Mochi ice cream – how to make it at home – Chopstick Chronicles

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Here are the best information about Mochi ice cream recipes voted by readers and compiled and edited by our team, let’s find out

Video Mochi ice cream recipes

Mochi ice cream is gaining popularity worldwide. For those of you who don’t know what it is, think ice cream balls wrapped in a thin mochi dough. It is fairly easy to make your own at home.

strawberry, black sesame, and green tea mochi ice cream on a parchment paper
Mochi Ice Cream

What is Mochi?

Mochi is the name for Japanese rice cakes. Cute hey! They are made by pounding steamed mochigome which is short-grain Japonica glutinous rice. Pounding the steamed rice makes it very doughy or paste-like. Finally, the dough is shaped into rounds or rectangles. Used for making Ozoni for new years feast, and also sweets such as sweet red bean soup.

Mochi in a rectangle tray with potato starch underneath
Mochi

Yukimi Daifuku is a commercial Mochi ice cream

The famous Japanese mochi ice cream that you can purchase in Japan is Lotte brand “Yukimi Daifuku”. So popular in japan and still the best selling ice cream. Sweet red bean paste is the usual filling for Daifuku. However, ice cream is what they fill Yukimi Daifuku with.

6 ice cream balls, and Shiratamako, sugar and water in a large mixing bowl
Mochi ice cream making process 1-4

How to make a thin layer of mochi?

The thin layer of mochi is called “gyuhi” in Japanese. Fortunately, we don’t need to pound steamed rice. There is an easy way to make it. Place flour called “Shiratamako” in a microwave-safe bowl with sugar and water. Wrap and microwave for a couple of minutes.

mixing flours and and microwaved
Making process 5-8

Which flour is the best to make mochi?

The options are Shiratamako, Glutinous Rice Flour and Mochiko. These flours are all slightly different although they are made out of same Sticky rice or sweet rice which is called “mochigome (mo-chi-go-may)”. The main difference between Shiratamako, Glutinous rice flour and Mochiko is the process of making them.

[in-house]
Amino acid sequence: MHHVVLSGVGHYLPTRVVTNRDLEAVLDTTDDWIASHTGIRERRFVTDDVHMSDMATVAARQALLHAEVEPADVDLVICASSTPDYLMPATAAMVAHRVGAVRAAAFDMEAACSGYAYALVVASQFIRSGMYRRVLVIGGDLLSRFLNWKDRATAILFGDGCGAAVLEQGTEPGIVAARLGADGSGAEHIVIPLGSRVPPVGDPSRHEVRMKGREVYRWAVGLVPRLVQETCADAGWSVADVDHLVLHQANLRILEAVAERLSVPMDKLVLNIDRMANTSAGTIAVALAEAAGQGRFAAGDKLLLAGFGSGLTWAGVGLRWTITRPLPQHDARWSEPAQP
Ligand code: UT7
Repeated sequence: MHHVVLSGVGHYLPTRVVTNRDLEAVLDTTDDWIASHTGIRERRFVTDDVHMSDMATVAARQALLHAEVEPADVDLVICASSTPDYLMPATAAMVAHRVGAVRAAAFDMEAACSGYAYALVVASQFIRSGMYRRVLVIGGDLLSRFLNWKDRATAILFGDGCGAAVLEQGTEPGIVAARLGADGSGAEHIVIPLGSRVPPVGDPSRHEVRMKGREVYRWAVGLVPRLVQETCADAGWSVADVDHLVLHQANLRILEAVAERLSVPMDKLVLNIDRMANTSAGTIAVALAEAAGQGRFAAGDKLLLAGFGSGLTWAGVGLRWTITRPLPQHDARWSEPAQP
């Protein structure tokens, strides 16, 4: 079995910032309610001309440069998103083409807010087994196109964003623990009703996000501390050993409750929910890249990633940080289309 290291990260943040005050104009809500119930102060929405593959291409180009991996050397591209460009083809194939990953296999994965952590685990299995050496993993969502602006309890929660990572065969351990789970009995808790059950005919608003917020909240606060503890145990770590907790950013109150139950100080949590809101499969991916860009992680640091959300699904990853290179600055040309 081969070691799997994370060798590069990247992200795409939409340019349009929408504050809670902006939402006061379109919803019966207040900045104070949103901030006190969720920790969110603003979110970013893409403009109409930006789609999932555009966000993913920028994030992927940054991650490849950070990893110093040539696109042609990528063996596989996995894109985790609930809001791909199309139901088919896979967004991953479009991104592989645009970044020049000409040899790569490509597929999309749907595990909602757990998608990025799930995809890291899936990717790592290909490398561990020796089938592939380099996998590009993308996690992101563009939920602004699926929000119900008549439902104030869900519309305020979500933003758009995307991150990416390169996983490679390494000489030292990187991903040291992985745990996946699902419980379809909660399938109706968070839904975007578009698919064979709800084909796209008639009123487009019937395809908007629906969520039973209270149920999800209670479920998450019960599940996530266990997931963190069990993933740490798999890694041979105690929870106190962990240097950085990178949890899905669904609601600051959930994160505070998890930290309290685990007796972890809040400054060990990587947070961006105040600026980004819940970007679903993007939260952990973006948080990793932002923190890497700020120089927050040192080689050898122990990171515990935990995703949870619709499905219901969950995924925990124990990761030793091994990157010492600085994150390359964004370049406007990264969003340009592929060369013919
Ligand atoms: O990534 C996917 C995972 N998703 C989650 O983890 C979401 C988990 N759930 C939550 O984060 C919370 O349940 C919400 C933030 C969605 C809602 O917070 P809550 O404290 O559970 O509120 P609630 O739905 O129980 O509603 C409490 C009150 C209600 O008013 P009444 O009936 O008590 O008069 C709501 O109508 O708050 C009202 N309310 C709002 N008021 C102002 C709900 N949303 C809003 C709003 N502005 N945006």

mochi been cooked in microwave and transferred onto a tray with potato starch
Making process 9-12

Shiratamako

My first choice is Shiratamako (白玉粉) . Shiratamako mochi has a very smooth texture and stretches well when it wraps around the ice cream. The particles are finer and smaller than the cheaper options such as glutinous rice flour or Mochiko. Shiratamako is available from Japanese or Asian grocery stores or online.

rolling out the mochi dough thinly
Making process 13-16

Glutinous rice flour & Mochiko

Glutinous Rice Flour and Mochiko (Sweet Rice Flour) are alternatives to make mochi. They are a cheaper option. Glutinous rice flour is about A$2 and readily available from major supermarkets in Australia. I have not seen it here in Brisbane but there is a similar product called “Mochiko” which literally means mochi flour. It is similar to glutinous rice flour.

cutting out round mochi with 11cm round cutter
Making process 17-20

Mochi Ice cream Flavour Choices

I used strawberry, green tea, and black sesame ice cream for the photos and they are the usual ice cream flavors I have in my freezer. If you cannot find these particular flavours in your hometown, you can use your favourite ice cream flavour such as chocolate ice cream. I sometimes have difficulties sourcing these Japanese flavours in Brisbane, Australia.

removing excess potato starch using wooden brush and placing ice cream ball onto the mochi sheet
Making process 21-24

2 Tips to make mochi ice cream successfully

The recipe is not super difficult to make if you be careful with some steps.

Tip 1: The work surface is well dusted with potato starch called “Katakuriko” to roll out Mochi rice dough with a rolling pin. It requires a generous amount of Katakuriko Potato Starch, so the mochi does not stick to your fingers which in turn makes it less difficult to handle.

Tip 2: Ice cream should be scooped out into the shape and well frozen before it is wrapped up with the thin mochi.

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